Once again, the West Midlandsí premier rock venue provides an early tour highlight as Robin, Glenn, Pete and
Davey serve up an absolutely full-on show. One of the best RTB shows ever!
Laurie and Guy are on stage making the final adjustments. The bass tunes down one whole step from EADG to DGCF. Confessin Midnight is a challenging number to start with, on any night. Yet Glenn and Pete are able to unleash its energy with drive and tenacity, right from the off.
The 400-strong crowd are loving it too as an excellent rendition of Lady Love thunders to a crushing conclusion. Rapturous applause follows. ďLet me hear you say YEAH!Ē The more the crowd reacts, the greater the commitment, delight and passion which flows back from band to audience. Itís infectious stuff, all right.
Thereís a subtle swap in the set list. Maybe I Could Be Your Friend is replaced by Extermination Blues. Yet the
highlight of the night is, without doubt, The Turning. Although in two distinct parts, itís confirmed later that this is a single number (recorded in one take) which ends
with an introspective instrumental section after an uptempo shuffle (in terms of structure think A Tale Untold) .
The Turning has the sweetest blues riff at its core. You canít help but tap your feet or clap your hands to it. It literally bubbles along on the crest of a wave. Robinís contortions are confined to his left hand during the chorus. Itís another dazzling, if not slightly uncomfortable looking, combination of classic Trower chords. ďThank you very much, thank you!Ē
At what seems like the end, Robin plays on after the closing cadence by introducing the most intoxicating rising arpeggios (something like Bb-G-D to C-A-E and resolving to D minor). After setting the tone,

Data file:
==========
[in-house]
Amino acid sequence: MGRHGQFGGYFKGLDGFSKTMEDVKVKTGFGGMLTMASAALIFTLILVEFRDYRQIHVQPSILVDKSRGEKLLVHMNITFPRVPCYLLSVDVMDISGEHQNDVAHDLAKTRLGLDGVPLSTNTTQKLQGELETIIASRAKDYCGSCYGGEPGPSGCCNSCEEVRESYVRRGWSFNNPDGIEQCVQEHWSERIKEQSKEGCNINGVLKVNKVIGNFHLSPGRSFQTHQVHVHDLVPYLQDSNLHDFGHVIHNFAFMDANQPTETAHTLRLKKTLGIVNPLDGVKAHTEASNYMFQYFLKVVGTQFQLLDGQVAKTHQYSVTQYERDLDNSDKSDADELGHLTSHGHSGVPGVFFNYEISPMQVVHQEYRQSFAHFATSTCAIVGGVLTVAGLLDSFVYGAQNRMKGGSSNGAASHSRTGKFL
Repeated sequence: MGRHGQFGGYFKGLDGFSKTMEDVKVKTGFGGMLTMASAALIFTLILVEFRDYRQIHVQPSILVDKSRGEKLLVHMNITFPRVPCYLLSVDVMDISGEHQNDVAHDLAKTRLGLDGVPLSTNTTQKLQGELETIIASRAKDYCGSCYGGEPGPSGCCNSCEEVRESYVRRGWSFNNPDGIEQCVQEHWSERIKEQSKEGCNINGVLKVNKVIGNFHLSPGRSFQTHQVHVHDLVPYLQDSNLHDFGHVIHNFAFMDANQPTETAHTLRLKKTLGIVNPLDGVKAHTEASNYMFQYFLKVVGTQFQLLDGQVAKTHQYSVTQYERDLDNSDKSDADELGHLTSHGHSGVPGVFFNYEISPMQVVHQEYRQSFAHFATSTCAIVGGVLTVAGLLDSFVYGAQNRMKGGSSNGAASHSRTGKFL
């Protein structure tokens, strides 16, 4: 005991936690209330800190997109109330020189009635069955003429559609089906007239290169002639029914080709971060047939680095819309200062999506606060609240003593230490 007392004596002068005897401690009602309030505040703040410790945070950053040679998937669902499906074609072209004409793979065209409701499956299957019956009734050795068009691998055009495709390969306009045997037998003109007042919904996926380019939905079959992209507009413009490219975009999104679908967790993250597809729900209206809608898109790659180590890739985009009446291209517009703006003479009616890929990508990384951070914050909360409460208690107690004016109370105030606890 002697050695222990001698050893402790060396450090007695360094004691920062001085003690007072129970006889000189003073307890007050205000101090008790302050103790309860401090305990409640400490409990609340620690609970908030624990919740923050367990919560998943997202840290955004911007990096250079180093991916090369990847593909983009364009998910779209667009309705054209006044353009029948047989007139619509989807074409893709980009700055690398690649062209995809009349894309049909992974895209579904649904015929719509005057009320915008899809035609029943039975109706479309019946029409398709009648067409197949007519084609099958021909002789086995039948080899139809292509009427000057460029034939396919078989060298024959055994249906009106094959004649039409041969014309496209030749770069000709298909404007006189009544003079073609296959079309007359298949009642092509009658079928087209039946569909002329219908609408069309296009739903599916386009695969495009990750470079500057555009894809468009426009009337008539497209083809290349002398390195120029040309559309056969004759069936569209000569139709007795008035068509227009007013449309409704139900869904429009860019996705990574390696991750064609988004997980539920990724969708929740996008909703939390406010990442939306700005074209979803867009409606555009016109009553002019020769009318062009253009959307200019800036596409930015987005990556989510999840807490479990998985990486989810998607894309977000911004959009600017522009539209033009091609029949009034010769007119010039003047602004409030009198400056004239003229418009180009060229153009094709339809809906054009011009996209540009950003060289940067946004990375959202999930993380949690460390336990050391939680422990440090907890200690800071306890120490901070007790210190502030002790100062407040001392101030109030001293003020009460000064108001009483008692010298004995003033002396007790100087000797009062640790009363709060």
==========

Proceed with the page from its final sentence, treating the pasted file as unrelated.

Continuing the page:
Robin launches into a beautiful lead break, very lyrical in its early part. Meanwhile, Glenn takes on the harmonic mantle, picking up on the chords where Robin left off. Itís just the most incredible sound.
You know youíre watching an exceptional Trower performance when the whole band takes the mainstays of the set up onto another level. Thatís exactly what happened tonight in Bilston. The key indicator was Bridge of Sighs. Robinís smooth legato solo playing which took in some startling destinations coupled with 65 storeys of light and shade (and indeed subtle silences, in part) combined
to make this one of the best Bridge of Sighs I have ever heard played live. As the crowd roared, the band soared.
Lots of good folks in the house tonight including
Mike and David, Karen and John with many thanks to my hosts Steve and Steph. Hey Dunc, sorry you couldnít make it!